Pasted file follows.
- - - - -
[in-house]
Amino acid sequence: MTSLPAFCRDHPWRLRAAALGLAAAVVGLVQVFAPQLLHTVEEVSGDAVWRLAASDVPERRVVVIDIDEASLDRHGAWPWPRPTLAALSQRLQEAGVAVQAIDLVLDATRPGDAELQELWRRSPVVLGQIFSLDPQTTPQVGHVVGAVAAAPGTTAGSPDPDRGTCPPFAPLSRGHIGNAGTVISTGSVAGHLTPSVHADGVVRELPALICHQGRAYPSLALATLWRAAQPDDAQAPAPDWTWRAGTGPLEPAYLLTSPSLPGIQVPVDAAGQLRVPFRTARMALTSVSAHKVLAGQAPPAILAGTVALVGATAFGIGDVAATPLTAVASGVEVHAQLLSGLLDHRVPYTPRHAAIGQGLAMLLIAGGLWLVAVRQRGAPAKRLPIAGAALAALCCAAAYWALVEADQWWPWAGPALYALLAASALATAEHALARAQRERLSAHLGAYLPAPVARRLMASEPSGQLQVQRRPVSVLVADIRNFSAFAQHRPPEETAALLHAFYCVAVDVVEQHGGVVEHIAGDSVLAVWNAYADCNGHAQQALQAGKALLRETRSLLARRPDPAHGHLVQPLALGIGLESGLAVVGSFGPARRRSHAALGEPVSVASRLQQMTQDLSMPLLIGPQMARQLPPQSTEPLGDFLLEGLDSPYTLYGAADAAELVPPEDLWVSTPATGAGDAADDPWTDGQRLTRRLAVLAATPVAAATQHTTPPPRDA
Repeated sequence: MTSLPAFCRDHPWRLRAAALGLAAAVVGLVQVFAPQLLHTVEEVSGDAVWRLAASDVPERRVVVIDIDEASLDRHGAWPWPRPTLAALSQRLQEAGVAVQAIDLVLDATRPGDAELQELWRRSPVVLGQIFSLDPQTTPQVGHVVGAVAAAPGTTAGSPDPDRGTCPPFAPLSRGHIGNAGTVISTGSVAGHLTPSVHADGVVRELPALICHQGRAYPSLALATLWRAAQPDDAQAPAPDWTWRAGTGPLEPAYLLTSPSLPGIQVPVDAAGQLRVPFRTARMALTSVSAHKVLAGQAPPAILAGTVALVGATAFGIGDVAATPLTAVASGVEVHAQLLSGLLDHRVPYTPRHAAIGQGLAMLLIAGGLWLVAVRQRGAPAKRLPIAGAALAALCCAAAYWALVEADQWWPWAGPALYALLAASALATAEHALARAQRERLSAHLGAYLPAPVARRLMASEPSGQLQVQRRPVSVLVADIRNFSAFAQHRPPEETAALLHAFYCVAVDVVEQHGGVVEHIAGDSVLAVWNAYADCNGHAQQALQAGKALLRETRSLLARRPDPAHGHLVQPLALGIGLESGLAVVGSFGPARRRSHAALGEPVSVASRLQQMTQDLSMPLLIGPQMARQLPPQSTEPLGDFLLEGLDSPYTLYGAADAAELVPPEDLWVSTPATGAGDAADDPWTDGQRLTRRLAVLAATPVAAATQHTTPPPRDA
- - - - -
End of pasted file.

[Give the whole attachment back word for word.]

[in-house]
Amino acid sequence: MTSLPAFCRDHPWRLRAAALGLAAAVVGLVQVFAPQLLHTVEEVSGDAVWRLAASDVPERRVVVIDIDEASLDRHGAWPWPRPTLAALSQRLQEAGVAVQAIDLVLDATRPGDAELQELWRRSPVVLGQIFSLDPQTTPQVGHVVGAVAAAPGTTAGSPDPDRGTCPPFAPLSRGHIGNAGTVISTGSVAGHLTPSVHADGVVRELPALICHQGRAYPSLALATLWRAAQPDDAQAPAPDWTWRAGTGPLEPAYLLTSPSLPGIQVPVDAAGQLRVPFRTARMALTSVSAHKVLAGQAPPAILAGTVALVGATAFGIGDVAATPLTAVASGVEVHAQLLSGLLDHRVPYTPRHAAIGQGLAMLLIAGGLWLVAVRQRGAPAKRLPIAGAALAALCCAAAYWALVEADQWWPWAGPALYALLAASALATAEHALARAQRERLSAHLGAYLPAPVARRLMASEPSGQLQVQRRPVSVLVADIRNFSAFAQHRPPEETAALLHAFYCVAVDVVEQHGGVVEHIAGDSVLAVWNAYADCNGHAQQALQAGKALLRETRSLLARRPDPAHGHLVQPLALGIGLESGLAVVGSFGPARRRSHAALGEPVSVASRLQQMTQDLSMPLLIGPQMARQLPPQSTEPLGDFLLEGLDSPYTLYGAADAAELVPPEDLWVSTPATGAGDAADDPWTDGQRLTRRLAVLAATPVAAATQHTTPPPRDA
Repeated sequence: MTSLPAFCRDHPWRLRAAALGLAAAVVGLVQVFAPQLLHTVEEVSGDAVWRLAASDVPERRVVVIDIDEASLDRHGAWPWPRPTLAALSQRLQEAGVAVQAIDLVLDATRPGDAELQELWRRSPVVLGQIFSLDPQTTPQVGHVVGAVAAAPGTTAGSPDPDRGTCPPFAPLSRGHIGNAGTVISTGSVAGHLTPSVHADGVVRELPALICHQGRAYPSLALATLWRAAQPDDAQAPAPDWTWRAGTGPLEPAYLLTSPSLPGIQVPVDAAGQLRVPFRTARMALTSVSAHKVLAGQAPPAILAGTVALVGATAFGIGDVAATPLTAVASGVEVHAQLLSGLLDHRVPYTPRHAAIGQGLAMLLIAGGLWLVAVRQRGAPAKRLPIAGAALAALCCAAAYWALVEADQWWPWAGPALYALLAASALATAEHALARAQRERLSAHLGAYLPAPVARRLMASEPSGQLQVQRRPVSVLVADIRNFSAFAQHRPPEETAALLHAFYCVAVDVVEQHGGVVEHIAGDSVLAVWNAYADCNGHAQQALQAGKALLRETRSLLARRPDPAHGHLVQPLALGIGLESGLAVVGSFGPARRRSHAALGEPVSVASRLQQMTQDLSMPLLIGPQMARQLPPQSTEPLGDFLLEGLDSPYTLYGAADAAELVPPEDLWVSTPATGAGDAADDPWTDGQRLTRRLAVLAATPVAAATQHTTPPPRDA